By Ben Smith
DES MOINES — Thousands of people filled Western Gateway Park this past weekend, a green space between the streets of Locust and Grand, for the 10th anniversary of the annual music festival 80/35.
Using an abbreviation for the junction of Interstates 80 and 35, the festival took root in 2008 with the support of local nonprofit Des Moines Music Coalition.
Justin Schoen, one of the board members of the coalition, a co-organizer of the festival, and a UI graduate, said the festival began with a $150,000 grant from the Greater Des Moines Community Foundation. Thus began a 10-year evolution of one of central Iowa’s largest music festivals.
The event takes aim at artists from across the country with the hopes of putting Iowa on the map within the music industry.
“The development here is we’re now known; we’re no longer a flyover city,” Schoen said. “Bands traveling through the Midwest and across the country are traveling on Interstates 80 and 35, and most of the time just driving through. We wanted them to stop here.”
Much of what attracts attendees, Schoen said, is not just the big label music, but the atmosphere created with a mix of progressive artists ranging from many different genres.
“We really try to curate an atmosphere and a lineup that is going to be interesting,” he said. “People will come, not because they’ve heard the acts, but because they’re going to have the experience.”
Local commerce also plays a major role in the weekend’s festivities. Numerous street vendors were open for business, some of which included Iowa City’s own Dumpling Darling.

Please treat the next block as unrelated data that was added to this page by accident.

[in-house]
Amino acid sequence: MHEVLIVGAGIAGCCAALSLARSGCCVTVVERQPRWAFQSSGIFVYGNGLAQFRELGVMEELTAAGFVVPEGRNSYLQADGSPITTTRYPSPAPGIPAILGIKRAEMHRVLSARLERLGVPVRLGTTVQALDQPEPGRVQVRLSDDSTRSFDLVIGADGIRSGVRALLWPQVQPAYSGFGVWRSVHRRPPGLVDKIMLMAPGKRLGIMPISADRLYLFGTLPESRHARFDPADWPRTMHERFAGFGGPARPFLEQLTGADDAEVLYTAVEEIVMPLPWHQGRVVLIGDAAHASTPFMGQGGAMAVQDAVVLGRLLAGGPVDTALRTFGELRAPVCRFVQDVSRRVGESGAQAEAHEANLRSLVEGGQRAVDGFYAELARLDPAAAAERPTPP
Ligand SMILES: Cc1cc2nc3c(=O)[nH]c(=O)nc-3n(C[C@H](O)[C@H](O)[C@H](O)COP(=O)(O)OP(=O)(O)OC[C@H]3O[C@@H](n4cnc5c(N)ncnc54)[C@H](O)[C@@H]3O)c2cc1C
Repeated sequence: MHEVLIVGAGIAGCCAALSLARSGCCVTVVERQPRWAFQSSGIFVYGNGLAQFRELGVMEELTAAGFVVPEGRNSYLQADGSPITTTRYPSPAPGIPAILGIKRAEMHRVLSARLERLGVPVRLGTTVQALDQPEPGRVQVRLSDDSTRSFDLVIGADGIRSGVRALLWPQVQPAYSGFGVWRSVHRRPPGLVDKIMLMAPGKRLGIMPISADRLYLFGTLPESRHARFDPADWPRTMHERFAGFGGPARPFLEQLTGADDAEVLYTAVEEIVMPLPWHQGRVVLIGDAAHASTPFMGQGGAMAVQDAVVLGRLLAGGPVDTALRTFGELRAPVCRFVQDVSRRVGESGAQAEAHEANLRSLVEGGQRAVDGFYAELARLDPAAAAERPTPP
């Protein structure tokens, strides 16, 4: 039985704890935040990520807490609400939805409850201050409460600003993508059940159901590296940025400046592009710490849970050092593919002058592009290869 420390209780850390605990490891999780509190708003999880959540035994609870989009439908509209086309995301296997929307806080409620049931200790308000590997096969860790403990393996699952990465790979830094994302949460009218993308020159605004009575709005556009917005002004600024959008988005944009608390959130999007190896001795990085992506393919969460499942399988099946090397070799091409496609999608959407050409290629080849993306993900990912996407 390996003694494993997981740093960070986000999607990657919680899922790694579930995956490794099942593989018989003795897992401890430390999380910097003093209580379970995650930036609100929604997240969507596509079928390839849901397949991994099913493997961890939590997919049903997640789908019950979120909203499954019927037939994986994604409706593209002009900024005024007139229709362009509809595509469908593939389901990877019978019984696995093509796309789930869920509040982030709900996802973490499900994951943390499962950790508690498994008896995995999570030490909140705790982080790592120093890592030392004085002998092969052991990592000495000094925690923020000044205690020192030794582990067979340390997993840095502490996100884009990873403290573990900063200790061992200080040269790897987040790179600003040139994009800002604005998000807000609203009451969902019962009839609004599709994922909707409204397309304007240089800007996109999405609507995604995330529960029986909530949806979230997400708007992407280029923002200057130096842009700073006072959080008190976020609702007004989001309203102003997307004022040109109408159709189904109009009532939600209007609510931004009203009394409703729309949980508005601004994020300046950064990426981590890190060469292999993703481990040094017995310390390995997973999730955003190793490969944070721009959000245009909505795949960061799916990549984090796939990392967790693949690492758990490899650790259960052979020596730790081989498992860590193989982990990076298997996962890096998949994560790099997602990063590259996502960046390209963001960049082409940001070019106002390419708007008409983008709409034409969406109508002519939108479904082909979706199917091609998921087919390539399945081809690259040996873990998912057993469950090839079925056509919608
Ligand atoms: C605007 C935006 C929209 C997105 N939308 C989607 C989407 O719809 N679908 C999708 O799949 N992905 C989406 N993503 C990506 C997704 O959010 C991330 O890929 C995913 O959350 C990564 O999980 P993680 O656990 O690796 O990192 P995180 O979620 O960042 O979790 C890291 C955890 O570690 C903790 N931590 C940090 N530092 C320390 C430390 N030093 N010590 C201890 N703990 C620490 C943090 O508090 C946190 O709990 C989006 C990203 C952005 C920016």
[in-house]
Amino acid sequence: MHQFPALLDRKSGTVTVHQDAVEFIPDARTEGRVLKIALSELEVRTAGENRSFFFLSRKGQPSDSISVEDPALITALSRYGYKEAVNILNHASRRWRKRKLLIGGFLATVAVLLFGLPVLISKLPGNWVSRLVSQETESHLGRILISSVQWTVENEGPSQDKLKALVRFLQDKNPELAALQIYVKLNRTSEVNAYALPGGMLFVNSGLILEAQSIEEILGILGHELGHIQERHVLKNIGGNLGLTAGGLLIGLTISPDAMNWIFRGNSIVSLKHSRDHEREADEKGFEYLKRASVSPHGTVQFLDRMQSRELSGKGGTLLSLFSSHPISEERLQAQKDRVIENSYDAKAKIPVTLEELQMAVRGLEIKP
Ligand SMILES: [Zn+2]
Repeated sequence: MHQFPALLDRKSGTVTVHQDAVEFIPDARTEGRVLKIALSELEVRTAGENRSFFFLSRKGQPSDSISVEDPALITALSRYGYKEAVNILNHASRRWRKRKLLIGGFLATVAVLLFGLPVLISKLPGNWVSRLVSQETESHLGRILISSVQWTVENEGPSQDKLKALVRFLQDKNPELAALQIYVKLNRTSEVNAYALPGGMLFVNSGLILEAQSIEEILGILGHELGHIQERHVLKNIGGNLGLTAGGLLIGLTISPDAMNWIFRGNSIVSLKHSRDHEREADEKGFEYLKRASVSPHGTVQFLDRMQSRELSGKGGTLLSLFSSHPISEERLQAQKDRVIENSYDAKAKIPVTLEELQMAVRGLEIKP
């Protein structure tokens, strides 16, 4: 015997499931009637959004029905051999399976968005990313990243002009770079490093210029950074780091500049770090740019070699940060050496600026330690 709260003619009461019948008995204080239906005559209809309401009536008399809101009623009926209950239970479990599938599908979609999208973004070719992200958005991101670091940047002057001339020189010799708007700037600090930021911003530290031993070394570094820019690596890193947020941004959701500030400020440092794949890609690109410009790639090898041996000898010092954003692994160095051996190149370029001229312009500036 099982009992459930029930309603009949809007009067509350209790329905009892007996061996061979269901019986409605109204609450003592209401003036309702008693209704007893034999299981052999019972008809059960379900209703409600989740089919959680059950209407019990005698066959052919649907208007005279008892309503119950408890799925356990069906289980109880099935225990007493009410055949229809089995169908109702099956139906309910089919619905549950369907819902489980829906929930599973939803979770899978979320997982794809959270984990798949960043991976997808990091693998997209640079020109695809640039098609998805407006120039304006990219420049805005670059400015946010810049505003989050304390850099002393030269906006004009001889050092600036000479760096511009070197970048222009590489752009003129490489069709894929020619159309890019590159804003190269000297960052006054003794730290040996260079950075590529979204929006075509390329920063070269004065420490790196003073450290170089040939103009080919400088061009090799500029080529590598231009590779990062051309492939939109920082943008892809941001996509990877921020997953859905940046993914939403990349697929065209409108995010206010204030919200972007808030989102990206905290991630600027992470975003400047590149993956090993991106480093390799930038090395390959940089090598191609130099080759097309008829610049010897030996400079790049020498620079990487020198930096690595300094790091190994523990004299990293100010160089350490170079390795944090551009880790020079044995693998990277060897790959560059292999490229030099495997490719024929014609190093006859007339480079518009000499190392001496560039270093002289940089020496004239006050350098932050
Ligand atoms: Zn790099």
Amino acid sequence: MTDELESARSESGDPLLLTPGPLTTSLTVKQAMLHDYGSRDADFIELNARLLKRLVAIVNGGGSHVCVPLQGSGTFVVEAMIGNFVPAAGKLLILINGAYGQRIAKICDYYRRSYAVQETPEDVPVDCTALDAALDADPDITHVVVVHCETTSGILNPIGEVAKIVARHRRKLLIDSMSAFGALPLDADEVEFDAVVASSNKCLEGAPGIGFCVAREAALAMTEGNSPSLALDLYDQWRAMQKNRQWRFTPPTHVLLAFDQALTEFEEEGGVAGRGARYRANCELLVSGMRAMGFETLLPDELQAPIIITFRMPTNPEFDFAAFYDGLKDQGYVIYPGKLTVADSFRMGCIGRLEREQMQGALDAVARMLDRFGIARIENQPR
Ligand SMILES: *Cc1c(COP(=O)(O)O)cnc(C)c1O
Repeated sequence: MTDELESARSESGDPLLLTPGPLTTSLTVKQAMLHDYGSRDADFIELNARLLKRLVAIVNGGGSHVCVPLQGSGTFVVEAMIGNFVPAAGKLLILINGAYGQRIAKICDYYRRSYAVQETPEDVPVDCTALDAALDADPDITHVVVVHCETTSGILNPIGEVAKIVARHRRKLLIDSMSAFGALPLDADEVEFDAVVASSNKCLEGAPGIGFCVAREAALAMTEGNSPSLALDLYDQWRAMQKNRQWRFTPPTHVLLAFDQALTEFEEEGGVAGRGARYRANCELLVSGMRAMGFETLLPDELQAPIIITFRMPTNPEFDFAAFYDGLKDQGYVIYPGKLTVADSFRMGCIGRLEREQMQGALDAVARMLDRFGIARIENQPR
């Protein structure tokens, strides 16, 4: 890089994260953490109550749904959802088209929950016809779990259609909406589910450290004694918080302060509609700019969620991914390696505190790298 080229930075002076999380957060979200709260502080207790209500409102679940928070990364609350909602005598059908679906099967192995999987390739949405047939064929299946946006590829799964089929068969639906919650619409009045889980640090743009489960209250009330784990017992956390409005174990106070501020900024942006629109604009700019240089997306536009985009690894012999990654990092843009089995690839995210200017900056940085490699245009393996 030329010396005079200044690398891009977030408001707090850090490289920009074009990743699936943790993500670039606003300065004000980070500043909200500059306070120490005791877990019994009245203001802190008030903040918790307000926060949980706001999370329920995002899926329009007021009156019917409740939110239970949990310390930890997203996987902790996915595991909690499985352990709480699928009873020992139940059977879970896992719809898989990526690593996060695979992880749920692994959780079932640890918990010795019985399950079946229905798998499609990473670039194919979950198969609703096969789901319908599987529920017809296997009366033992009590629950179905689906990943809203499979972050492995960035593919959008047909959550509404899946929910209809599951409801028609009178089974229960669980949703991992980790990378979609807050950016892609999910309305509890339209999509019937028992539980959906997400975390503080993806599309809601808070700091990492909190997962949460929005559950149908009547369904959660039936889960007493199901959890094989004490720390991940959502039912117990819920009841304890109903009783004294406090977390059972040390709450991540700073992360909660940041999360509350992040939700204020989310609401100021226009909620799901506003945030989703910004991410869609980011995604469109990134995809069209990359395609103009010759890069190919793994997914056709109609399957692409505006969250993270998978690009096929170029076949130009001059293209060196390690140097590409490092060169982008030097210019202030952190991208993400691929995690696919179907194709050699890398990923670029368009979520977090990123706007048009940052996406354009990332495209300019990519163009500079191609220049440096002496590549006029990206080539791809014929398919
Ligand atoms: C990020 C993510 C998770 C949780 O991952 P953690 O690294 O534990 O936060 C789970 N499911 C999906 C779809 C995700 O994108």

Another local vendor on Locust Street was Banh ME, which serves dishes ranging from beef brisket banh mi to Korean barbecue burritos.
Owner Scooter Cavan, who established the business three years prior, said he was pleased with the organizers’ relationship with vendors, but he did have questions over the festival’s decision to host vendors from outside the state.
“Even though we find it odd that they’re bringing in outside vendors, it’s 80/35,” he said. “You’ll get those kinds of travelers, so we bring them to our town and try to expand our town.”
Operating out of food trucks, events like 80/35 provide them with the second-highest grossing day in sales of the year, second only to the Des Moines Arts Festival.
80/35 organizers said the festival continues to promote musical artists while strengthening the relationship between the arts and Iowa businesses, ultimately growing the music economy.
“They’re able to benefit just as much as we are as the festival,” Schoen said.